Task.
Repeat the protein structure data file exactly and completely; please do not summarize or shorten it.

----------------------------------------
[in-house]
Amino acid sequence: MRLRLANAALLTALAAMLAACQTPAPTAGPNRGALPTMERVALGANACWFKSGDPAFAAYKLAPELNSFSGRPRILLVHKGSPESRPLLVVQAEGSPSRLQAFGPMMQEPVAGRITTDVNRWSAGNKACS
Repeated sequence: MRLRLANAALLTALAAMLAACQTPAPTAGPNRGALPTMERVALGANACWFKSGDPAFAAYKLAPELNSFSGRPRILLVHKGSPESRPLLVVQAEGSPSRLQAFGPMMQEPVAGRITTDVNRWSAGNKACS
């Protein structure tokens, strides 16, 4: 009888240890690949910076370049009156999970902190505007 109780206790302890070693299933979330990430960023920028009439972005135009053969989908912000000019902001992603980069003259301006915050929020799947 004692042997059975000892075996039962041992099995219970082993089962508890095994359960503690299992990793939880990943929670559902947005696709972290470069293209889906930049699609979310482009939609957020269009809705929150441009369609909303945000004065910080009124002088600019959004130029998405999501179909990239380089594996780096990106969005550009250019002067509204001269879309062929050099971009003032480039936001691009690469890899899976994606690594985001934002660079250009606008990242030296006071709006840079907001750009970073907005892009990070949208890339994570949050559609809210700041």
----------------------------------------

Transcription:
[in-house]
Amino acid sequence: MRLRLANAALLTALAAMLAACQTPAPTAGPNRGALPTMERVALGANACWFKSGDPAFAAYKLAPELNSFSGRPRILLVHKGSPESRPLLVVQAEGSPSRLQAFGPMMQEPVAGRITTDVNRWSAGNKACS
Repeated sequence: MRLRLANAALLTALAAMLAACQTPAPTAGPNRGALPTMERVALGANACWFKSGDPAFAAYKLAPELNSFSGRPRILLVHKGSPESRPLLVVQAEGSPSRLQAFGPMMQEPVAGRITTDVNRWSAGNKACS
């Protein structure tokens, strides 16, 4: 009888240890690949910076370049009156999970902190505007 109780206790302890070693299933979330990430960023920028009439972005135009053969989908912000000019902001992603980069003259301006915050929020799947 004692042997059975000892075996039962041992099995219970082993089962508890095994359960503690299992990793939880990943929670559902947005696709972290470069293209889906930049699609979310482009939609957020269009809705929150441009369609909303945000004065910080009124002088600019959004130029998405999501179909990239380089594996780096990106969005550009250019002067509204001269879309062929050099971009003032480039936001691009690469890899899976994606690594985001934002660079250009606008990242030296006071709006840079907001750009970073907005892009990070949208890339994570949050559609809210700041």